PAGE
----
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The Open Network Install Environment (ONIE) is an open source project that defines an install environment for bare-metal network switches. These switches include existing original design manufacturer switches, as well as an upcoming Open Compute Project network switch design. The Open Network Install Environment was created by Cumulus Networks in 2012 and was incubated and adopted by the Open Compute Project in 2013.
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The goal of the ONIE is to enable a bare-metal network switch ecosystem that allows end users to choose between different vendor OSes. Founding members of the ONIE project include Big Switch Networks, Agema, Broadcom, Edge-Core, Mellanox Technologies, Quanta and Penguin Computing.
The foundations of the Open Network Install Environment
ONIE offers a network operating system installer used by white box switch vendors to load a network OS onto their switches. A Linux-based OS first boots on a switch, and then discovers network installer images available on the local network. Next, it transfers an image to the switch and provides an environment, allowing the installer to load the network OS onto the switch.
Essentially, ONIE acts as an enhanced boot loader while using facilities in a Linux environment. The OS allows end users to install the target network OS in the same way the servers are provisioned.
Shrijeet Mukherjee, vice president of engineering at Cumulus and ONIE spokesperson, said that prior to creating ONIE in 2012, he and his team were looking for a standard way to do network deployment for network boxes.
"That was one problem," he said. "The second problem was the way images were managed or the way black boxes were perceived. [Most thought], 'I don't need to know how they work. Someone gives me a button, and for an image upgrade, I press that button.'"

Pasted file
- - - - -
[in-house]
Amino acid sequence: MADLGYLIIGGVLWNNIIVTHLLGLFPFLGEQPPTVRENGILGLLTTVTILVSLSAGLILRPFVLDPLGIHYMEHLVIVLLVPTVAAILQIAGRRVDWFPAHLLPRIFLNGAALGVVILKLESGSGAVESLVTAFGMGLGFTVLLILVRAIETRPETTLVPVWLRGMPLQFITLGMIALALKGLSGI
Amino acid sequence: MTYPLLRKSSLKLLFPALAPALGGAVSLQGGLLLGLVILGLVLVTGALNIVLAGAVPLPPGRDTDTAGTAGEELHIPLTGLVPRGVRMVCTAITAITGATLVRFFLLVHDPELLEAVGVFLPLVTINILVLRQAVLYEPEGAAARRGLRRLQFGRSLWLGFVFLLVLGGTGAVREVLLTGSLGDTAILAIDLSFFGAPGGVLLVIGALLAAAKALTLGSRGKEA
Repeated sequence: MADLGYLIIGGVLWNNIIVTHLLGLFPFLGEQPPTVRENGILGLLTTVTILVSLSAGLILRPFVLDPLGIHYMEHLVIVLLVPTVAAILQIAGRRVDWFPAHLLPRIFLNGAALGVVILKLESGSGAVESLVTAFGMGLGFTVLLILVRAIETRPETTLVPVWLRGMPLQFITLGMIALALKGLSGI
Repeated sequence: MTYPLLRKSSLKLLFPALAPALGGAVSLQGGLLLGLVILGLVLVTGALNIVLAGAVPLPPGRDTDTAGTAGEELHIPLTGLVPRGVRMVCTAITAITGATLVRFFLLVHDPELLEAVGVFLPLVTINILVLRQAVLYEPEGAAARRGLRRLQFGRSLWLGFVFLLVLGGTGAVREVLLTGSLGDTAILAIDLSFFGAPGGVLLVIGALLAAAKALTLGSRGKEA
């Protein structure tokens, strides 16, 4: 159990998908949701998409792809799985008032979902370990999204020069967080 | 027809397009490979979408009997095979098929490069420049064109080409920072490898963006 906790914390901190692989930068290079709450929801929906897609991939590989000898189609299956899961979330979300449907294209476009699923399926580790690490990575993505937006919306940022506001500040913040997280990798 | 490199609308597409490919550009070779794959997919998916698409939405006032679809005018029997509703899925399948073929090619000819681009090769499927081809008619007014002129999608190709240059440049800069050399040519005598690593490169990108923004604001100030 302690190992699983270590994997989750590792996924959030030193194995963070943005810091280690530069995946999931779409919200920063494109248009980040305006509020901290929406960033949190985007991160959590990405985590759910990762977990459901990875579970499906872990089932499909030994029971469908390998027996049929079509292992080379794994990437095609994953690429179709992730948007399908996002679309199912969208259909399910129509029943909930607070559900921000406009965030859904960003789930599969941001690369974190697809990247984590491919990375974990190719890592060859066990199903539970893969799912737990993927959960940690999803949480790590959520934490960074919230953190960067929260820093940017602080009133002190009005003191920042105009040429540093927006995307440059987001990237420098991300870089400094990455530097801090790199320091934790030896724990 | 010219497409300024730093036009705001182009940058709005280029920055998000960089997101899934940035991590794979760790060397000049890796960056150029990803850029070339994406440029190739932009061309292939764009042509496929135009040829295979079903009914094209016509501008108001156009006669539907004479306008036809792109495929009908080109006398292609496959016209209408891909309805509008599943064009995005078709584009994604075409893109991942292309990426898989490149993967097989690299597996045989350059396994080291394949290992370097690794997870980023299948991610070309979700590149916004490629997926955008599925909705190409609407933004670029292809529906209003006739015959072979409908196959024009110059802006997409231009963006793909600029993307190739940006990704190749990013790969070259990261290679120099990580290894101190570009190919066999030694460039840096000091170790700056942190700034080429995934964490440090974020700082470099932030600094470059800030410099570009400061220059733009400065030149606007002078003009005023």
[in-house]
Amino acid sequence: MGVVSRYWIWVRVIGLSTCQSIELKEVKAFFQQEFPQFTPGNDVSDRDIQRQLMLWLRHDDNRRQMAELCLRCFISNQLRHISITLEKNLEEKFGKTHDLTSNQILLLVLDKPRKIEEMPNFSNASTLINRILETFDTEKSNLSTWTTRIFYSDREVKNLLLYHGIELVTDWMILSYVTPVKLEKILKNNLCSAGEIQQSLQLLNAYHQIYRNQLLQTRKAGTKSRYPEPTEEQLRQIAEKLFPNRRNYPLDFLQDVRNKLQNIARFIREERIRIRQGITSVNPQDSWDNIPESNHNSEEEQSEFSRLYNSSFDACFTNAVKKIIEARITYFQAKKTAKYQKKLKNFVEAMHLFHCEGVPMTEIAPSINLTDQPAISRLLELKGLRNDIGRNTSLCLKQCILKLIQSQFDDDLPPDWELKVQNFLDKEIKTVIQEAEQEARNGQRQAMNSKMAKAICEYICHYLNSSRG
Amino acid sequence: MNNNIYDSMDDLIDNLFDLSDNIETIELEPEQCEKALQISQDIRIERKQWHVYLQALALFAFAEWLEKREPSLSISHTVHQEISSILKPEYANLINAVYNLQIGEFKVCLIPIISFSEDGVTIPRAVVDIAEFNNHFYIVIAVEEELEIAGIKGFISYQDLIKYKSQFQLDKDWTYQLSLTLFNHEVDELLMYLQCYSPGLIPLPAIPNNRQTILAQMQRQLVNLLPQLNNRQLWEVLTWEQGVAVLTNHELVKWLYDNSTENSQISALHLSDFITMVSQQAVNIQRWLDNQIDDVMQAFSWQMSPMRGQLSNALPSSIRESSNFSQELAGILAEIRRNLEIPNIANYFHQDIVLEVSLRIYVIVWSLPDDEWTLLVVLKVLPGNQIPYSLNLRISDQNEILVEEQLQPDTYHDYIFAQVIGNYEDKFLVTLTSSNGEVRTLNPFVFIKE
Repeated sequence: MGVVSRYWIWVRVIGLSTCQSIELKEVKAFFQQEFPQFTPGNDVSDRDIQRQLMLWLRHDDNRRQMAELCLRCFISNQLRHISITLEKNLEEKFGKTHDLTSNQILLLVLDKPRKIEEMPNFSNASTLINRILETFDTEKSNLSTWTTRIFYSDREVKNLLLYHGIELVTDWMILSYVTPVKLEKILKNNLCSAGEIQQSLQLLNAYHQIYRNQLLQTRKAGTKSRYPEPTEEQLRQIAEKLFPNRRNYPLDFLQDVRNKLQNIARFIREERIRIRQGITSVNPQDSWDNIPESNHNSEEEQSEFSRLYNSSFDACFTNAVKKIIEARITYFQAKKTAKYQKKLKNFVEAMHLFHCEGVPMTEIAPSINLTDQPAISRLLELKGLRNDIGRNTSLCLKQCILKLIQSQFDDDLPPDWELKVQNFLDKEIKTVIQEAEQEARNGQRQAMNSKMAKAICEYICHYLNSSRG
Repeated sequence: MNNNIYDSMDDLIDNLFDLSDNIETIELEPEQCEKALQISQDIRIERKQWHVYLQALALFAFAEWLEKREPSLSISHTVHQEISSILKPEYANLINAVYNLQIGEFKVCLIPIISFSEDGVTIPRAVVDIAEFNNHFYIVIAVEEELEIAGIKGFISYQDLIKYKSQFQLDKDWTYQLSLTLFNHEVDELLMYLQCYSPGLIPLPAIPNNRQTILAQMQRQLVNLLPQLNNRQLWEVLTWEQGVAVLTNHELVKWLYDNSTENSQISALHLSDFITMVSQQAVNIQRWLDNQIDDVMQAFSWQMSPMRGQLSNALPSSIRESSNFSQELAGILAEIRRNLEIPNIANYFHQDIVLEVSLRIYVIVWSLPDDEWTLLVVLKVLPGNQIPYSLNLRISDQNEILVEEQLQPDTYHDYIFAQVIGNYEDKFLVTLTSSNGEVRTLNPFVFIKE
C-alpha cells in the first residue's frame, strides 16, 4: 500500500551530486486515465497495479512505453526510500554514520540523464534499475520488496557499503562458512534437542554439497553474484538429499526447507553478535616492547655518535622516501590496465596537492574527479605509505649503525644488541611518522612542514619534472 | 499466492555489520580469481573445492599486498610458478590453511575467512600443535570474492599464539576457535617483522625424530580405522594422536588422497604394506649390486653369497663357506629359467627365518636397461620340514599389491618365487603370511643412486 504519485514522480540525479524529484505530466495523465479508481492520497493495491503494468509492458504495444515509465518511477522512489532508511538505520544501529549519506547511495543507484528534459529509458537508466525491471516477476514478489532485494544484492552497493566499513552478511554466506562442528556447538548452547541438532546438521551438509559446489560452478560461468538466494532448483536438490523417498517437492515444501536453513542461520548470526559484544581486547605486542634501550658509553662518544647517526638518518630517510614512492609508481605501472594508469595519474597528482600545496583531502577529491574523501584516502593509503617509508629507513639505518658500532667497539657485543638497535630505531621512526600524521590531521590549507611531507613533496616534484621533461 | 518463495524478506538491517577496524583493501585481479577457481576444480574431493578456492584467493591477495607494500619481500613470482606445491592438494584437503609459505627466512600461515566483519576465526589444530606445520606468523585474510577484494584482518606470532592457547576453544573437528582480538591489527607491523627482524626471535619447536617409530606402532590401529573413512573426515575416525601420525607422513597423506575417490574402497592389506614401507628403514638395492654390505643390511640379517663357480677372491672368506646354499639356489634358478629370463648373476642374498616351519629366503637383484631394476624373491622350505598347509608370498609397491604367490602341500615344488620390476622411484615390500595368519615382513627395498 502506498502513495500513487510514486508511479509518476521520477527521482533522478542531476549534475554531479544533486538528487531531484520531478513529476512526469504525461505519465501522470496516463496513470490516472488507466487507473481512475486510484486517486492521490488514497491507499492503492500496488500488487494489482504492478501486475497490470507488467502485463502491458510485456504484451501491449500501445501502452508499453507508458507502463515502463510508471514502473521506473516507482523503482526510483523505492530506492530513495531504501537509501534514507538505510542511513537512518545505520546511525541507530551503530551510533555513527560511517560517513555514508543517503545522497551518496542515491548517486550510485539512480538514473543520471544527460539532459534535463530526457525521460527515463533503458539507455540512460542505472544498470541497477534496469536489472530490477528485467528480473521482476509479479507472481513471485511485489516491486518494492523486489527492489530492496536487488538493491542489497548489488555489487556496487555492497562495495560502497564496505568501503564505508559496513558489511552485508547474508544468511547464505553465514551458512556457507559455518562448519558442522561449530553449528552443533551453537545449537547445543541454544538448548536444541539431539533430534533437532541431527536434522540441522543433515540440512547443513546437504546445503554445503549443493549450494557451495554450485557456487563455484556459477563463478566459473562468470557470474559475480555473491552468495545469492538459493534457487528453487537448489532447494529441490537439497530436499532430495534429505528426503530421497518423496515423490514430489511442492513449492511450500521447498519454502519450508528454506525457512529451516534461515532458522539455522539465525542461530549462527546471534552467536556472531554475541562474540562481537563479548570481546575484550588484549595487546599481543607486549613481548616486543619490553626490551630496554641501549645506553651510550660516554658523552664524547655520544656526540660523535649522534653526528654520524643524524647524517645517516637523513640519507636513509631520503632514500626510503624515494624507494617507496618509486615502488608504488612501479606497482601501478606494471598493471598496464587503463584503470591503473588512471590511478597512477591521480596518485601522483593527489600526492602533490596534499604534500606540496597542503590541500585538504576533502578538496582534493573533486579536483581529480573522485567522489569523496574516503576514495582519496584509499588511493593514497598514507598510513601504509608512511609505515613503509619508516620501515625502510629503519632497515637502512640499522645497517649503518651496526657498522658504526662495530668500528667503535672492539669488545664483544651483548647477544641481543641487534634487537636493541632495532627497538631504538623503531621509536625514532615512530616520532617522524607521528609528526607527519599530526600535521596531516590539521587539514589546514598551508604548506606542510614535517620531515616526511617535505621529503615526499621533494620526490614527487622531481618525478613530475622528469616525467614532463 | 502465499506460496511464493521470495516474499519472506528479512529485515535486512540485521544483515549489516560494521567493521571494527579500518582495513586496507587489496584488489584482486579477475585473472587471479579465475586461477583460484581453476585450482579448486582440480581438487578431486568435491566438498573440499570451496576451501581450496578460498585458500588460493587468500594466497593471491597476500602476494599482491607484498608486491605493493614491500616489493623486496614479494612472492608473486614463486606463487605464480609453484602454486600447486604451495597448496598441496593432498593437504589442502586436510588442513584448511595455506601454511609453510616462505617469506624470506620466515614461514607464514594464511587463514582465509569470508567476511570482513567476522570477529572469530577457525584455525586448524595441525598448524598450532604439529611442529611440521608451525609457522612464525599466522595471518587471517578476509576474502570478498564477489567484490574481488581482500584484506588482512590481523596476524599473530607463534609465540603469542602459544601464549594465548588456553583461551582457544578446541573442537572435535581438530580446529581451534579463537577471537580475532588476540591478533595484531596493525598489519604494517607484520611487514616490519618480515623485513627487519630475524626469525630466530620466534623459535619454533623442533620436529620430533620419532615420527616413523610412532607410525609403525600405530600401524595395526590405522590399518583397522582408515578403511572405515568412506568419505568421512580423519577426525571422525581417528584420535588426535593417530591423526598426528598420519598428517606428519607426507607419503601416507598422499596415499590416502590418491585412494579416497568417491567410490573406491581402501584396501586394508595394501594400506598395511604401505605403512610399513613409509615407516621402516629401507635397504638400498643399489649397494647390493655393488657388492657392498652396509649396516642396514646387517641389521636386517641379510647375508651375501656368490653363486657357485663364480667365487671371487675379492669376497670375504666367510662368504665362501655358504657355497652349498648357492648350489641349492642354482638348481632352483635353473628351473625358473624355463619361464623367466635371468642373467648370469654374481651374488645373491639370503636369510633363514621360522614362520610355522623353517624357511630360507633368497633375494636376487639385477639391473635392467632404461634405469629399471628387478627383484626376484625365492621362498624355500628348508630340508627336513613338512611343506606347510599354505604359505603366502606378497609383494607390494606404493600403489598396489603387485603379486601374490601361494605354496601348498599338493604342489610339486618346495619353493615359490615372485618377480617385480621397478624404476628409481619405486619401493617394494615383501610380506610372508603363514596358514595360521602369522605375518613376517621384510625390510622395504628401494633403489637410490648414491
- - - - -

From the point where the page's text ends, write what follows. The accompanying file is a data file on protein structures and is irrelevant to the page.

Cumulus' general view on white box switching, though, was to make the network look more like servers. The company soon began to explore an open ecosystem to install whatever was needed, while having that ecosystem resemble a server and interact with the network on a variety of levels.
"That's the backdrop," he said. "We solved the network install problem and made it look like a server. ... On one level, it's a trivial piece of software. But [on] another level, it's an important piece of software."
Mukherjee said four of Cumulus' major original design manufacturer partners were immediately on board. "It was an interesting step for them," he said. "It's a win-win for everyone concerned, and it's unique in this industry to approach this problem in a non-partisan way. We believe there's no value in trying to make something that's only Cumulus-specific. This works when the global ecosystem believes it's a non-partisan [effort] and participates."
ONIE also allows hardware suppliers and resellers to manage their operations based on a small number of hardware stock keeping units. In turn, this is said to create economies of scale in manufacturing, distribution and stocking.
ONIE and the Open Compute Project
Soon after its inception, ONIE began contributing to the Open Compute Project (OCP) in order to advance open source network software. Mukherjee explained that OCP was building its networking track, and one of the things they decided to start with was how to standardize white box options. However, there was a "sea of white box options," he said. "Not one looked anything like the other … and there was no way to unify them."
In turn, ONIE proposed to OCP that they standardize. "As long as the installer is agnostic, I can use the same installer in the infrastructure for all of my boxes. That … was appealing to the networking track in OCP," Mukherjee said. Since then, ONIE has become a foundational element of OCP. "It's not something we really talk about anymore -- it's a de facto requirement for providing networking equipment in OCP."
Furthering the white box conversation
For now, Mukherjee and his team believe white box switching is the "switching conversation to be had."
"It is a foundational piece to establish a base-level installer that's hardware-agnostic," he said. However, when looking at ONIE beyond white box switching, vendors are starting to receive some tough questions from customers, Mukherjee said.
"Given the amount of pressure in today's data centers … everyone is looking to see how to provide the things they value most. The domain of ONIE today has everyone answering the question, 'Do you provide hardware or software?' And if you ask that question to yourself, it has an impact," he said.
"If you have ONIE as a standard, there's no need for monolithic hardware vendors to consider an abstraction in between. And today, people are being asked to explain why [their] box is monolithic, and why [they] can't switch the OS to someone else's if [they] buy software from them but can't switch to another box. That's the interesting conversation outside of white box switching itself."